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Cathay Pacific data breach probed by Hong Kong privacy watchdog
[SINGAPORE] Hong Kong's privacy watchdog is investigating Cathay Pacific Airways Ltd. after the carrier last month disclosed the world's biggest airline data breach that exposed personal information of 9.4 million customers.
The compliance probe will examine security measures taken by Cathay Pacific to safeguard its customers' private data and the airline's information retention policy and practice, the city's privacy commissioner for personal data Stephen Kai-yi Wong said in a statement late Monday. The regulator is aiming to determine if the company violated national data protection law, he said.
The watchdog said it had received scores of complaints linked to the data breach, which Cathay Pacific revealed in a stock exchange filing on Oct 24, seven months after detecting the violation. While passports, addresses and emails were exposed, flight safety wasn't compromised and there was no evidence any information has been misused, Asia's biggest international carrier said, without revealing details of the origin of the attack.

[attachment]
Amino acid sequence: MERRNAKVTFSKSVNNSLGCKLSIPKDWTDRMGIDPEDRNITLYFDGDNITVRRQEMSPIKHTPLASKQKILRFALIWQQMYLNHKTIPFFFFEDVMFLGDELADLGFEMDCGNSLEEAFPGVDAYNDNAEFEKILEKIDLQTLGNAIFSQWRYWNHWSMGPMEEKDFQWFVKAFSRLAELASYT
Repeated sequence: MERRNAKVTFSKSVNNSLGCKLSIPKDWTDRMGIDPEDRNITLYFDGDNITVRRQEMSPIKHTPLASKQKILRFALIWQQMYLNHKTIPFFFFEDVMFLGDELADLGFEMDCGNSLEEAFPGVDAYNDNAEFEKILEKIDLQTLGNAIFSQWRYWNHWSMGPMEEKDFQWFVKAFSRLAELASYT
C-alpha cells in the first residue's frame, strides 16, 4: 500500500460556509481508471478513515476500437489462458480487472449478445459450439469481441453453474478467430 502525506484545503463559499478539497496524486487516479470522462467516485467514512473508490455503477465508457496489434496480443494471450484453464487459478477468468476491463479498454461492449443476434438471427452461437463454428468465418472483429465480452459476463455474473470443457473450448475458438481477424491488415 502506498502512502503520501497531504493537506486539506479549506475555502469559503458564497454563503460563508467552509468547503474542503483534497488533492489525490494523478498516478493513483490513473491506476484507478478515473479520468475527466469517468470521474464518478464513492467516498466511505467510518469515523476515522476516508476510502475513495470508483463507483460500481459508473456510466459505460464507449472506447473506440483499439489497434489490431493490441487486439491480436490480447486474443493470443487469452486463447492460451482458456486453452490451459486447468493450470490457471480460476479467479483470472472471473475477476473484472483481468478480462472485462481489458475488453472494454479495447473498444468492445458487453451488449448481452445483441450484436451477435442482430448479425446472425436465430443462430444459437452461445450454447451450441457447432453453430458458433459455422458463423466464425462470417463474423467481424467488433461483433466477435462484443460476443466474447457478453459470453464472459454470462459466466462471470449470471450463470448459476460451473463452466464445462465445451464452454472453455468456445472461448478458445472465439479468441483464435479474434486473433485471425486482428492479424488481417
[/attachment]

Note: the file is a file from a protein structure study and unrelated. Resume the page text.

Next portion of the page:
The stock has rebounded in Hong Kong after falling 3.8 per cent the day after the revelation, which was the most in almost two years. Shares rose as much as 0.8 per cent on Tuesday.
The privacy commissioner began the compliance check after the latest information shared by Cathay Pacific offered "reasonable grounds" to believe there may have been a violation of rules, the regulator said.
A Cathay Pacific representative said the airline is "studying the statement of the Office of the Privacy Commissioner and will continue to cooperate fully with the authorities."
As of late Nov 5 in Hong Kong, the privacy commissioner's office received 108 inquiries and 89 complaints related to the data breach, according to the statement.